Readers Write 12/29

Stranger’s honesty renews hope for us

I have encountered an amazing lady. Just when I had lost hope for the human race, Kathy Thomson renewed me. 

I recently went to the Kroger in Roswell at midnight. I was in a hurry, and left my purse at the check-out.

I did not realize I left my purse until the next night, when I needed it. Not only had Kathy locked it up for me — but everything in my purse was still there.

Yes, there was a Santa Claus! It’s nice to know people like Kathy still exist.

SUSAN L. WHITMIRE, Woodstock

ECONOMY

Banks and businesses need help to survive

The financial crisis was partly brought on by deregulation of banks, but the crisis continues due to over-regulating them. Surely, someone in this country is bright enough to figure out how to get it right. Otherwise, businesses are slowly being strangled to death.

If banks are pressured to hold on to their capital and forego making loans, banks can’t make money either. People on the street know this, and so do economists — yet government doesn’t seem to have a clue.

Margaret Curtis, Atlanta

HOUSING

Lower-income homeowners trapped

The recent series on property taxes (“Property tax meltdown,” News) was journalism of the first rate — a vivid demonstration of the value of the “town crier.” And yet, I believe that John O’Callaghan’s “Broken tax system hurts the poor” (Opinion, Dec. 13) captured the more pressing headline. Many low-income communities that have been decimated by the twin ravages of mortgage fraud and foreclosures now face the prospect of reduced public services due to lower property tax receipts. Prospective homebuyers may be attracted to these communities due to rapidly resetting lower housing prices. On the other hand, the dimunition of services could render these beleagured neighborhoods in extremely dire straits for years to come, reversing years of progress.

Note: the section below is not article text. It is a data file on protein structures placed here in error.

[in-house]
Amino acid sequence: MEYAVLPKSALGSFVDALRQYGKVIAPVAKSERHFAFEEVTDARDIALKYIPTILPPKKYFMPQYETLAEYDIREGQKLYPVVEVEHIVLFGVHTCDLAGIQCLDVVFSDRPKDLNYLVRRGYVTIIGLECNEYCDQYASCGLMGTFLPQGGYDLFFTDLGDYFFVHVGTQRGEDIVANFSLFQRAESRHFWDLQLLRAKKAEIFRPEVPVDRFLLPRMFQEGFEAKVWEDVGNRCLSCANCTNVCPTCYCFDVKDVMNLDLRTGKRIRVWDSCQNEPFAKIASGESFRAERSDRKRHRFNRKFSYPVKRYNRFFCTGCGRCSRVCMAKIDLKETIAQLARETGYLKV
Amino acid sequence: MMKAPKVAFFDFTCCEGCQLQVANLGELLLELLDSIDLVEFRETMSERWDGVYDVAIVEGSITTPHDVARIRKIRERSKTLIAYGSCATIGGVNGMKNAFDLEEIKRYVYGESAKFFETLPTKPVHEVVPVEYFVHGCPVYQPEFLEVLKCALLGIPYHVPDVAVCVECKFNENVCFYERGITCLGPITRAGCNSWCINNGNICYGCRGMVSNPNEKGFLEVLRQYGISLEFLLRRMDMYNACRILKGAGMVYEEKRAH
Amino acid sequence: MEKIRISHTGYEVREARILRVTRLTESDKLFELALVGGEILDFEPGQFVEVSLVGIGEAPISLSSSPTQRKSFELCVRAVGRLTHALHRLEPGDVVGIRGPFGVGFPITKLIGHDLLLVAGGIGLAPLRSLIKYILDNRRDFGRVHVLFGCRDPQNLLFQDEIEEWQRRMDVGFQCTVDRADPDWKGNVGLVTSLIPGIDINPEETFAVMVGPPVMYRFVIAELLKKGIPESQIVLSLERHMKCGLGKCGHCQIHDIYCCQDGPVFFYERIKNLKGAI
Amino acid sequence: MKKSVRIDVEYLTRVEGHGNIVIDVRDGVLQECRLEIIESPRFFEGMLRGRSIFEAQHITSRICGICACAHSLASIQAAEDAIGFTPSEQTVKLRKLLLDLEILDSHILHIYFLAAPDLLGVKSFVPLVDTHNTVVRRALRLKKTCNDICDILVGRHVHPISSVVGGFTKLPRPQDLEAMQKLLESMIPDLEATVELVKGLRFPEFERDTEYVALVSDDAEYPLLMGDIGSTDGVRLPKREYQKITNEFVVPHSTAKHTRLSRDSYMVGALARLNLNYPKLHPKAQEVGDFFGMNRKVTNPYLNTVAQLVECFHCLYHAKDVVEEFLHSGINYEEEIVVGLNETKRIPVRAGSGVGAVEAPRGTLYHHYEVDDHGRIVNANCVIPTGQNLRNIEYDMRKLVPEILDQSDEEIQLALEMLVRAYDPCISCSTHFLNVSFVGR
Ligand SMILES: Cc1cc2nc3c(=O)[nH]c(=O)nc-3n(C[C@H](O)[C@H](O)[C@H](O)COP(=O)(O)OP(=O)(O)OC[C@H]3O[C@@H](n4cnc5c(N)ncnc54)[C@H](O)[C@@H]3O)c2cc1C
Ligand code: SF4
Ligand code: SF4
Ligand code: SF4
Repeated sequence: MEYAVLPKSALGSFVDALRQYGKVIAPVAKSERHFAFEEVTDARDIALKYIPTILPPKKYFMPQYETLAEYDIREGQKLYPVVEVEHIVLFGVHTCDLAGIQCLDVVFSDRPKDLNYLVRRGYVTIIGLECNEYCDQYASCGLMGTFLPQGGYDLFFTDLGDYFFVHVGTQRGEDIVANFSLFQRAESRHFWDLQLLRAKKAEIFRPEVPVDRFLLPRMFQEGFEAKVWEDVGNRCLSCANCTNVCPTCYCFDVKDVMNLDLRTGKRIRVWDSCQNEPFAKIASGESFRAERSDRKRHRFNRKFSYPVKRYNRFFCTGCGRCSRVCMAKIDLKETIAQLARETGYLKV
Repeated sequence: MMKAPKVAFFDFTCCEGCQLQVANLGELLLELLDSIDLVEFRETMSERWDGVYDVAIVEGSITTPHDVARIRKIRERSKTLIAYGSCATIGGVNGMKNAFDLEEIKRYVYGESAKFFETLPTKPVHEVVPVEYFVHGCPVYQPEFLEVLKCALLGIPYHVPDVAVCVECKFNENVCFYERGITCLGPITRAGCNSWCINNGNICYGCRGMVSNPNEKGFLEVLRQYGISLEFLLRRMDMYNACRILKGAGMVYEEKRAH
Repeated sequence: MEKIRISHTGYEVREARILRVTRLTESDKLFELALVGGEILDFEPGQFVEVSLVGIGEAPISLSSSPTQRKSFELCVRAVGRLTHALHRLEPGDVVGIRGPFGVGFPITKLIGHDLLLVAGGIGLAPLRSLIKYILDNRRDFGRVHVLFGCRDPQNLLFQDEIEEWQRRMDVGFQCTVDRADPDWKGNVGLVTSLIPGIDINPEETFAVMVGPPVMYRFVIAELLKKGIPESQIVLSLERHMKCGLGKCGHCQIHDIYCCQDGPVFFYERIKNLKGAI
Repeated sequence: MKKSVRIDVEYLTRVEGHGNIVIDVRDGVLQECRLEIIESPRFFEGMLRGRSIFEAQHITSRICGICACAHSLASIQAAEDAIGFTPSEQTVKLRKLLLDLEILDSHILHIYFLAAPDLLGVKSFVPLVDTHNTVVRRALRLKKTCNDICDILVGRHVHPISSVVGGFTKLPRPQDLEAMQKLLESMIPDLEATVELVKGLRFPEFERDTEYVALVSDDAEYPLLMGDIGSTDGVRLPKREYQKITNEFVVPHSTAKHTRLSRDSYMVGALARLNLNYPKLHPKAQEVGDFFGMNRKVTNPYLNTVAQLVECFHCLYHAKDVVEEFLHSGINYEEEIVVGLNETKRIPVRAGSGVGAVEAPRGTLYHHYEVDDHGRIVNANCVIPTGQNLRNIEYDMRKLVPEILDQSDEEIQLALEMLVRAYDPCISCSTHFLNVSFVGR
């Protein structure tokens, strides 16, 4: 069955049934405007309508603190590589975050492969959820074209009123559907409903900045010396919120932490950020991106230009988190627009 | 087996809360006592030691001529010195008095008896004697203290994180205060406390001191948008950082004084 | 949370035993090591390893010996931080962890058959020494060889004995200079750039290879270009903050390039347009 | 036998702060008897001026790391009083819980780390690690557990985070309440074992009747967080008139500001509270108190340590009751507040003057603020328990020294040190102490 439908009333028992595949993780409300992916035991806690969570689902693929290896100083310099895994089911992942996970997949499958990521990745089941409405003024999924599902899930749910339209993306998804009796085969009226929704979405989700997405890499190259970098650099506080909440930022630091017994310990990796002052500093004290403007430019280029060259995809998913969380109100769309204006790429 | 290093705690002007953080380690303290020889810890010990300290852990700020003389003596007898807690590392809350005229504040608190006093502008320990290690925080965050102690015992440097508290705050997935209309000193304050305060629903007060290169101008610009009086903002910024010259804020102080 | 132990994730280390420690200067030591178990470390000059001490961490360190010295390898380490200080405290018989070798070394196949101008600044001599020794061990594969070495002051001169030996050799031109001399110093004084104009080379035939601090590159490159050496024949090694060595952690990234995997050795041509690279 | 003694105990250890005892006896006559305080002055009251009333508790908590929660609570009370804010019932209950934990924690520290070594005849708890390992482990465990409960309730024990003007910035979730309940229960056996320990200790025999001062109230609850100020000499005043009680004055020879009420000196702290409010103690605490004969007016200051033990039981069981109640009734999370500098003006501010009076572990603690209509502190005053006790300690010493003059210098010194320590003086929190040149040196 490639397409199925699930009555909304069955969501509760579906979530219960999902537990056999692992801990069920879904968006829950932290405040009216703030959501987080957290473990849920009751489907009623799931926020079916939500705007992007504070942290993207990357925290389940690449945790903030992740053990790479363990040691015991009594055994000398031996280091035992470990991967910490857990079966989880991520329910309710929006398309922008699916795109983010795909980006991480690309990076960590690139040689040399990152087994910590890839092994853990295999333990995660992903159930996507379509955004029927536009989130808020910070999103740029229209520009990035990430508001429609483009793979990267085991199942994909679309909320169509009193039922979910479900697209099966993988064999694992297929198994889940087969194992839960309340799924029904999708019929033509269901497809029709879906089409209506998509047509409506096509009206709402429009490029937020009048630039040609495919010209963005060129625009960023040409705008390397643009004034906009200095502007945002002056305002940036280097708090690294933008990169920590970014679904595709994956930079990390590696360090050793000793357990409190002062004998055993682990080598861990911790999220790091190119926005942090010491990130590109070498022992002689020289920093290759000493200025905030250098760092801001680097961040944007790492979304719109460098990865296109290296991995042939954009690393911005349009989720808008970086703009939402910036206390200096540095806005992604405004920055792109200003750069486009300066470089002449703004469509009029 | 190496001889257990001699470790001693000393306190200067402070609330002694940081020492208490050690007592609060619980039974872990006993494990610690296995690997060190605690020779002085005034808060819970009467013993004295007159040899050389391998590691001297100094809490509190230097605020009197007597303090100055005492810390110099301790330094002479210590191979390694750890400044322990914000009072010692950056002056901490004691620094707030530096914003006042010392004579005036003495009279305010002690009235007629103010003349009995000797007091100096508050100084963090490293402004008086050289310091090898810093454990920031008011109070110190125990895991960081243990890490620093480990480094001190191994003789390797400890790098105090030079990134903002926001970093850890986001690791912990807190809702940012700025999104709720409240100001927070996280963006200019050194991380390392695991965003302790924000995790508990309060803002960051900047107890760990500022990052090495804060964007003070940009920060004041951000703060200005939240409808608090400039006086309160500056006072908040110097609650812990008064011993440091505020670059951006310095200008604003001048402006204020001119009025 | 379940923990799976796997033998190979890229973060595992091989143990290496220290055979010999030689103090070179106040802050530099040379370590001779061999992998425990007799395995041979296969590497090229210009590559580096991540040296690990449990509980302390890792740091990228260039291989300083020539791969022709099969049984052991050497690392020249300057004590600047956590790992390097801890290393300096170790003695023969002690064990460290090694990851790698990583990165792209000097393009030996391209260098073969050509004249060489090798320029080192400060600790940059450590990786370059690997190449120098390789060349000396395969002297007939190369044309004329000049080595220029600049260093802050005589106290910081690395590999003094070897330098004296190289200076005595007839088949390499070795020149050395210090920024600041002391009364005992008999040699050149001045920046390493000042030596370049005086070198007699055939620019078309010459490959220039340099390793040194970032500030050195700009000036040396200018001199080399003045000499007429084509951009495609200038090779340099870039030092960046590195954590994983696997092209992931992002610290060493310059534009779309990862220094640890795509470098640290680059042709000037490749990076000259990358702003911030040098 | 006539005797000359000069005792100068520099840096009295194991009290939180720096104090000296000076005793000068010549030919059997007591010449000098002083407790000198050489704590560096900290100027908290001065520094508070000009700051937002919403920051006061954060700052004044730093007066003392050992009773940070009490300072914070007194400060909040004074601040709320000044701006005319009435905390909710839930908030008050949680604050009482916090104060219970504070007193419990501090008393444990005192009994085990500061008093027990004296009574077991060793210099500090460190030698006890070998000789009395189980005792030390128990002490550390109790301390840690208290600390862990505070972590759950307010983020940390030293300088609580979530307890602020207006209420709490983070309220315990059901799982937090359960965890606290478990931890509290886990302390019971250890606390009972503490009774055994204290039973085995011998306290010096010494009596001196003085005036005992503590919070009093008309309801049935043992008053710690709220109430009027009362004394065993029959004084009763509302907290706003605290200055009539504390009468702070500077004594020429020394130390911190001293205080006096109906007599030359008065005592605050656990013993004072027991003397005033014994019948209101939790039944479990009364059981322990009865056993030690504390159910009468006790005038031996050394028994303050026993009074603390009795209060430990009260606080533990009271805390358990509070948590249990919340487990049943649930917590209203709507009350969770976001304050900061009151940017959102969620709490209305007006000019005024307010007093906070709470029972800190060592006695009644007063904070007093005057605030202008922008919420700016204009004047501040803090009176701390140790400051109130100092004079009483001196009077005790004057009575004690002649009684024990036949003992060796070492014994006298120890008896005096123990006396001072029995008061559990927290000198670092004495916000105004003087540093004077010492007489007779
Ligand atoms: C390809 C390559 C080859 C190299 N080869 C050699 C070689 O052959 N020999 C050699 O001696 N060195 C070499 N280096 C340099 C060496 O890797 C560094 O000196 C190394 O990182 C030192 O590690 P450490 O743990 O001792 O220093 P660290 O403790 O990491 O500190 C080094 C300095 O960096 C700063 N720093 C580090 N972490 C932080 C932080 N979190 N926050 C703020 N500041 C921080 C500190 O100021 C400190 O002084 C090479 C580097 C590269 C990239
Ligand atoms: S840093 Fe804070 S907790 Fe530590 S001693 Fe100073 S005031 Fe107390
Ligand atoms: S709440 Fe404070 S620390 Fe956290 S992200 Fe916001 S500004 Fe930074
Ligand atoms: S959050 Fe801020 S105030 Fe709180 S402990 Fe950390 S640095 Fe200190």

Bruce C. Gunter is president of Progressive Redevelopment Inc.

FINANCE

Debt settlement is fair solution for some

The author of “Voice of the Expert: The bad news on debt settlement companies” (ajc.com, Dec. 4) does consumers a disservice in interviewing only a representative from the credit counseling industry for information regarding debt settlement. By the time many consumers enter a debt settlement program, their credit score has already plummeted, and they can’t service any additional debt.

Regarding tax liabilities and the possibility of being sued, we mandate that these and a number of other factors must be disclosed verbally and in writing to the consumer before entering into any contract with a debt settlement firm.

In 2009 alone, the Association of Settlement Companies’ members will settle an estimated $1.1 billion of debt for our clients, saving them millions in credit card payments that they could not afford to repay through credit counseling programs.

David Leuthold is executive director of the Association of Settlement Companies

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